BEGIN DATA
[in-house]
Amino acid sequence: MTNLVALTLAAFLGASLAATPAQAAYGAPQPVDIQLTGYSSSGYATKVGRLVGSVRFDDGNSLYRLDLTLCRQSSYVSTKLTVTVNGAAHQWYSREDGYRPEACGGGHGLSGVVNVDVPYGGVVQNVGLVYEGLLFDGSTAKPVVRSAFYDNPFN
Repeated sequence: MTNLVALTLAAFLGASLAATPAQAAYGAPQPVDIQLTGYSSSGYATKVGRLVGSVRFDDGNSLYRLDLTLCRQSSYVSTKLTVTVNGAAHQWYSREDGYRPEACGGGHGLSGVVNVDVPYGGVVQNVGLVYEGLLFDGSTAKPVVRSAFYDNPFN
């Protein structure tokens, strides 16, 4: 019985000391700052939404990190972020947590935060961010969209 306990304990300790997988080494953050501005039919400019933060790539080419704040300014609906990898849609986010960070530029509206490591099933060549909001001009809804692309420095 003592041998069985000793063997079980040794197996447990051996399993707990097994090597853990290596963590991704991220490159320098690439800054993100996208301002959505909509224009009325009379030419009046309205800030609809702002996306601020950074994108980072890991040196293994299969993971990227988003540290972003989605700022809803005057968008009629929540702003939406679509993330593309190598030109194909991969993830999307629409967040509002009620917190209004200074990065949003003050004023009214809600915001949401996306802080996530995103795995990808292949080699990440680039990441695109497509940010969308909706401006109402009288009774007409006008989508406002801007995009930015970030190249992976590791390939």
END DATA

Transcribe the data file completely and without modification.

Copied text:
[in-house]
Amino acid sequence: MTNLVALTLAAFLGASLAATPAQAAYGAPQPVDIQLTGYSSSGYATKVGRLVGSVRFDDGNSLYRLDLTLCRQSSYVSTKLTVTVNGAAHQWYSREDGYRPEACGGGHGLSGVVNVDVPYGGVVQNVGLVYEGLLFDGSTAKPVVRSAFYDNPFN
Repeated sequence: MTNLVALTLAAFLGASLAATPAQAAYGAPQPVDIQLTGYSSSGYATKVGRLVGSVRFDDGNSLYRLDLTLCRQSSYVSTKLTVTVNGAAHQWYSREDGYRPEACGGGHGLSGVVNVDVPYGGVVQNVGLVYEGLLFDGSTAKPVVRSAFYDNPFN
């Protein structure tokens, strides 16, 4: 019985000391700052939404990190972020947590935060961010969209 306990304990300790997988080494953050501005039919400019933060790539080419704040300014609906990898849609986010960070530029509206490591099933060549909001001009809804692309420095 003592041998069985000793063997079980040794197996447990051996399993707990097994090597853990290596963590991704991220490159320098690439800054993100996208301002959505909509224009009325009379030419009046309205800030609809702002996306601020950074994108980072890991040196293994299969993971990227988003540290972003989605700022809803005057968008009629929540702003939406679509993330593309190598030109194909991969993830999307629409967040509002009620917190209004200074990065949003003050004023009214809600915001949401996306802080996530995103795995990808292949080699990440680039990441695109497509940010969308909706401006109402009288009774007409006008989508406002801007995009930015970030190249992976590791390939």